Review by Stanton Jue
Warren I. Cohen, America’s Response to China: A History of Sino-American Relations, 5th edition, Columbia Univ. Press: New York, 2010, ISBN 078-0-231-15077-4, 326 pp. (paper) $27.50, (cloth) $84.50
In brief, it is conceivable that the greatest danger posed by China is not its rising power but the possibility, however remote, that it will collapse.
— Warren I. Cohen
This concise, well-written book by Warren Cohen covers a tumultuous period of relations between China and the United States. He is a perceptive analyst and a respected scholar. He demonstrates a deft grasp of the nuances of contemporary Chinese history following the John K. Fairbank tradition to introduce China to Americans.
The present volume America’s Response to China is the 5th edition of Warren I. Cohen’s book. He wrote the first edition on the eve of Henry K. Kissinger’s secret flight to Beijing from Pakistan in 1971. His second edition was published eight years later in 1979 when Deng Xiaoping made his first visit to the United States amid the euphoria of a new chapter of budding U. S. relations with China. The third edition was issued in 1989 following the Tiananmen Massacre when the PLA under the order from the Politburo killed thousands of demonstrators, both students and bystanders. After ten years, the 4th edition came out when trade became the dominant feature in bilateral relations. The 5th edition is an update of events of the first decade of the 21st century when, in the belief of many Americans, a rising China threatens the United States’ dominant power and influence in world affairs.
At the outset, the author offered a prologue to describe the barbarians and the tribute system of a 19th century China. This book is arranged in 12 chapters from the development of a treaty system in the mid 19th century, to the brutal killing of students at Tiananmen Square in the late 20th century, and to what America faces in the age of a fast growing China in the first decade of the 21st century with two persistent themes: the worrisome threat to American interest and the allure of a potentially huge market for American manufactured goods and services..
At each stage, Cohen had opportunity to access newly released documents, both from China and the U.S. and to interview government policy makers, academics and media pundits who had knowledge to decipher the complex development of China. He used these contacts skillfully to help students to understand why and how U. S. policy is fashioned in response to a rising China in what President Obama describes as the most important bilateral relationship.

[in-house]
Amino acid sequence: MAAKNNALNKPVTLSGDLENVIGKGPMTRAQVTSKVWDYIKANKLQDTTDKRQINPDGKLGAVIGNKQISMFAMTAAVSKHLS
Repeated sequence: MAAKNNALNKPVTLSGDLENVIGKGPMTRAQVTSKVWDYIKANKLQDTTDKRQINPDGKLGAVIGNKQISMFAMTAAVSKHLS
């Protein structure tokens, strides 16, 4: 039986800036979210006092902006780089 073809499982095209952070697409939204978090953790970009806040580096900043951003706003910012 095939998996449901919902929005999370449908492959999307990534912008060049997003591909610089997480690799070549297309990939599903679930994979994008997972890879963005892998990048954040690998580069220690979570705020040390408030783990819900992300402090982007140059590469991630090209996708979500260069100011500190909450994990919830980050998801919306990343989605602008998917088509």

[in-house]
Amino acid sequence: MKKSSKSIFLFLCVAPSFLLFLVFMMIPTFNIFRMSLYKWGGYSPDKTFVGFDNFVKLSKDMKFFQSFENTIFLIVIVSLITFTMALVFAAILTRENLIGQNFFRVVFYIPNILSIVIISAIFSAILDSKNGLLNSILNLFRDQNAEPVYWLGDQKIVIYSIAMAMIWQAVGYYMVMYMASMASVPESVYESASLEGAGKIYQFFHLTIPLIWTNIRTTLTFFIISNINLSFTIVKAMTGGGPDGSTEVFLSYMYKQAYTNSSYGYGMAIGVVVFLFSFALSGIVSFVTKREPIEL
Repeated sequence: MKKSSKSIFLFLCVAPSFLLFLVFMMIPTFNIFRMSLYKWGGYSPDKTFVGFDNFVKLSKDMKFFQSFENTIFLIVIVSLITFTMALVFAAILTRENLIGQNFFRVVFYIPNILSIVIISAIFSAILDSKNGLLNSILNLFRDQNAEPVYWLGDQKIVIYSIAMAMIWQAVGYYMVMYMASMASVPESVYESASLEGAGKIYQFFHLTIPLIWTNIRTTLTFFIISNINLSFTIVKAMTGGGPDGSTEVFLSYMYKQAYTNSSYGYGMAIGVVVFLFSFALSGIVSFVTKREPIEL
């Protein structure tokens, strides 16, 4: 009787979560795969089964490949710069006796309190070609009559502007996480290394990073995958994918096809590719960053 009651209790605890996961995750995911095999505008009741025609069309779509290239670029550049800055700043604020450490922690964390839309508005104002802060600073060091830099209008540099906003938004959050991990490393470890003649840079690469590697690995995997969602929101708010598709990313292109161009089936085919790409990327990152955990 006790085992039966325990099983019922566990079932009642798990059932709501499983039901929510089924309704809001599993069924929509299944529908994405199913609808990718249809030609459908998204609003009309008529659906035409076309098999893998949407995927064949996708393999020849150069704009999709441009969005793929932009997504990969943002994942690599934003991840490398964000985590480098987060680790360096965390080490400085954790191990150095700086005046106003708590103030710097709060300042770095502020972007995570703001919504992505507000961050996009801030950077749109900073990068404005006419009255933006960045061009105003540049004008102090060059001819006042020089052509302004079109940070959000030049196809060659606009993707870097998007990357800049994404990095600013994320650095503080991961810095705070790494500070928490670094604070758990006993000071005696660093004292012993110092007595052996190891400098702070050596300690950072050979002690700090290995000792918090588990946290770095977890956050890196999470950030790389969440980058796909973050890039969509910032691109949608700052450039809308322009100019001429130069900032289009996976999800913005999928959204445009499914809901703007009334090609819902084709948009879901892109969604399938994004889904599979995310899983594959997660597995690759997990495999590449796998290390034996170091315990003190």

The present edition, as in other editions, is really an interpretation and analysis of US-China interactions rather than a history of relations between the two countries.
Following the cardinal principal that, if one wants to know what and why is happening today, one must study what happened in the past, and, if one wants to know the future, one must understand what is happening today. As a distinguished historian and teacher, Cohen is well suited to the task.
One can quibble with the author over the title of this volume America’s Response to China — whether China’s rise is a threat to U.S. security interests or a cooperative partner, peaceful, responsible and prosperous in the community of nations. The rancorous debate over this question offers the public a glimpse of what real issues are facing Obama in his first term in office. The picture of Obama shaking hands and smiling with Chinese leader Hu Jintao on the book cover portrays a hopeful sign of a promising relationship, but a closer examination tells a more troubling story.
It is a pleasure to see this provocative analysis, even though some historians in China, especially those who hold a nationalistic posture, may not agree fully with Cohen’s views. This is understandable, given their different background and perspectives.
The cycle of alternating ebbs and flows of the narrative centers in large part on the imbalance of trade favoring China. Beijing is accused of manipulating its currency, the renminbi or the yuan, violating intellectual property rights, restricting market access, lack of transparency, and a host of other illegal ways to achieve an advantage.